The powerful impact of this book is that feelings and wisdom is being shared by a legendary sports figure who for decades and decades had kept any emotions... other than complaining about a foul call... locked in a personal vault that many thought even Russell didn't have the combination to. But when his *FRIEND* Red Auerbach died on October 28, 2006... the big man decided to share some of his personal beliefs and feelings.
There are some powerful and beautiful sentiments shared with the reader such as:
"IT IS FAR MORE IMPORTANT TO UNDERSTAND THAN TO BE UNDERSTOOD."
"FRIENDSHIP DEPENDS ON WHAT YOU GIVE TO EACH OTHER, NOT WHAT YOU GET FROM EACH OTHER."
"BUT WE BOTH UNDERSTOOD THAT IF I SUCCEEDED, IT ENHANCED HIM, AND IF HE SUCCEEDED, IT ENHANCED ME. ULTIMATELY, OUR REAL SUCCESS WAS OUR ABILITY-WITHOUT EVER HAVING TO EXPRESS IT OPENLY-TO COLLABORATE IN EVERY WAY WE COULD THINK OF, TO HELP THE *TEAM* SUCCEED."
Any Bill Russell fan will be utterly surprised at the side of Russell that he allows the world to see in this book. One quote that has already affected me is:
"MY AMBITION AS YOUR FRIEND IS THAT MY FRIENDSHIP HAS A POSITIVE INFLUENCE ON YOUR QUALITY OF LIFE. IF AM ABLE TO ACCOMPLISH THAT, IT WILL ENHANCE MY QUALITY OF LIFE."
But to complete the back story for this book you must know that in addition to be an exceptional athlete, Russell was an incredibly intelligent and private man who even refused autographs to his teammates for their family. With this background Russell describes how he expected another poor relationship with his coach only to find in Red Auerbach a Jewish man who also had suffered racism and was solely focused on winning and treating his players well. Once he knew what was important to Russell, he treated him as an accomplice, always asking his opinion and never disrespecting him.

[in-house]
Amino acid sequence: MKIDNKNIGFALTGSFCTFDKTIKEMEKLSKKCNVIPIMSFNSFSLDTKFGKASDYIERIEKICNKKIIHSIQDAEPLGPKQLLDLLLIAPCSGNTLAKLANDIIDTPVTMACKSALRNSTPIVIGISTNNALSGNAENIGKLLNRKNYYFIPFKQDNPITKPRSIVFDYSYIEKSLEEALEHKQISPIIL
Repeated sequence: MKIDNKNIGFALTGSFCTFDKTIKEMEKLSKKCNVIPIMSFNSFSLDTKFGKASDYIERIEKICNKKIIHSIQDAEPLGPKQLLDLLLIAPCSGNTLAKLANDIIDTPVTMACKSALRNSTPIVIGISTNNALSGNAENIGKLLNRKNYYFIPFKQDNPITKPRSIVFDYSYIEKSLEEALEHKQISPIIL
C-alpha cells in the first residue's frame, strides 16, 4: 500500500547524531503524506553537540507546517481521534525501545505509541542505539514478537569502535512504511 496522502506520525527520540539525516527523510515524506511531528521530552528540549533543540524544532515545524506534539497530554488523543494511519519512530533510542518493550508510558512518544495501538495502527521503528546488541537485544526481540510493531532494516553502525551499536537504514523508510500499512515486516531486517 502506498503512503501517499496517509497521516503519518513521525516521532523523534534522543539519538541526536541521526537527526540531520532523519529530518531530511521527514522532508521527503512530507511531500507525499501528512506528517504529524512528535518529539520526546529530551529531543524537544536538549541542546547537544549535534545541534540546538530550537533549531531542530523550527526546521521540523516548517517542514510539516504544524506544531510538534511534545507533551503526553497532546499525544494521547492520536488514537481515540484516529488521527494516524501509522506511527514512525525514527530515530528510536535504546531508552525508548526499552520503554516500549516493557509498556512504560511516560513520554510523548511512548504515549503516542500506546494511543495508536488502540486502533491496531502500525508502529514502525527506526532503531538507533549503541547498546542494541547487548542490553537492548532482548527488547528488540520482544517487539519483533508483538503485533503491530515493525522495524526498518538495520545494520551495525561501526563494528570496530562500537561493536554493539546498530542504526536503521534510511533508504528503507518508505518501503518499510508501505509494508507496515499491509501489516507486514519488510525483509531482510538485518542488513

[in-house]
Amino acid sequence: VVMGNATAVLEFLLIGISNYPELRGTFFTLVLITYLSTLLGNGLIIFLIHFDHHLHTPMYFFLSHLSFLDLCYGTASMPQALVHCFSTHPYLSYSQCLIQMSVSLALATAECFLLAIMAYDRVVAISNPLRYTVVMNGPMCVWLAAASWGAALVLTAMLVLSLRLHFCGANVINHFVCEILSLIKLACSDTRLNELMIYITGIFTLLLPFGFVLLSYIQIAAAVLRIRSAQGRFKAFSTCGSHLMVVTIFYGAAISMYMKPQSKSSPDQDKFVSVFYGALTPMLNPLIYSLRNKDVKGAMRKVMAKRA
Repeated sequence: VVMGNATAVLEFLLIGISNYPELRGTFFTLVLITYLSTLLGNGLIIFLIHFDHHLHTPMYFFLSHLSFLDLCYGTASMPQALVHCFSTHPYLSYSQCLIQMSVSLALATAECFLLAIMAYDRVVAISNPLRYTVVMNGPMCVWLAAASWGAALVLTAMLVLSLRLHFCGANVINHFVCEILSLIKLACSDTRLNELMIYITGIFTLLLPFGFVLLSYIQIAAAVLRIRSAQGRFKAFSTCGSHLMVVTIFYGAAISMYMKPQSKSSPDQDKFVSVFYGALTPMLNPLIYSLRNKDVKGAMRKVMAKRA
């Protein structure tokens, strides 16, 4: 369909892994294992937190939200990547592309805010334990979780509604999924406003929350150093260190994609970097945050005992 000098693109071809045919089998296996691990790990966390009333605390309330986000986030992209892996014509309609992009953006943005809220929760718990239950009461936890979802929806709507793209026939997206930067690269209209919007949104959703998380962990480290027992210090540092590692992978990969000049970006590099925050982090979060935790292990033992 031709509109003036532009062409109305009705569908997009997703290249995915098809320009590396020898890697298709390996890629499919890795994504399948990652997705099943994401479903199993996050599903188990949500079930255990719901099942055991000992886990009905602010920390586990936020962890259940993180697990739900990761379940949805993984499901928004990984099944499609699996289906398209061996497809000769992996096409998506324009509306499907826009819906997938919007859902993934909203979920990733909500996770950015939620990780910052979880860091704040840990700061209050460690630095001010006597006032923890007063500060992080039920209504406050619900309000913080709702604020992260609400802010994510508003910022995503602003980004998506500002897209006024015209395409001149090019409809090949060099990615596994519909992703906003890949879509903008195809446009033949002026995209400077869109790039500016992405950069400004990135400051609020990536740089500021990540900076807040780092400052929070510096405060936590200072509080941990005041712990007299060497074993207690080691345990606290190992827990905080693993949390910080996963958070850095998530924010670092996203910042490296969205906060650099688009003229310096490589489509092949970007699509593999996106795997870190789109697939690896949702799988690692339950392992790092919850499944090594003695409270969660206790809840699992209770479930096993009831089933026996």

Throughout the book Russell describes the deepening relationships with examples of their unique friendship which in many cases are quite minor and not worthy of a book. BUT, at the end of the book Russell eloquently ties this altogether as he talks of his friends death, their intertwined family, and why the most private man I know would take the time to write a book of arguably the second most important relationship of his life, with his coach and friend, Red Auerbach. This book will appeal to Boston fans, sports fans in general and people interested in interpersonal relationships with only a passing interest in sports.
NOTE: While I mentioned racism more than once as it affects the back story of this book, it is not a focus of this book whatsoever other than some early stories in the 50s describing how it impacted parts of their relationship. Please do not let this turn you off this book.
Well, lots is different. Yes it is about relationship and just a little about basketball. But what it is really about is friendship, a unique friendship. Russell starts by doing an excellent job of taking you inside the upbringing of a young black kid in the rural south. Raised by a family and an extended family that cared and taught him valuable lessons that he was able to take with him.
What he does best is tells us this story without bitching. It is almost like he is detatched. The message comes acrossed powerfully without him having to tell you. It was a tough life. His Mother, who he adored, died when he was 12. His father left the family, with the support of his Mother, to work in Detroit and support the family back in Louisiana.
Its quite a journey for an untrusting soul at the time like Russell to end up in Boston befriended mutually with a Jew in Red. Loved the book and the powerful message of where he came from and where he journeyed to and the struggles in between. Well worth reading for the learnings you can glean from this unique friendship.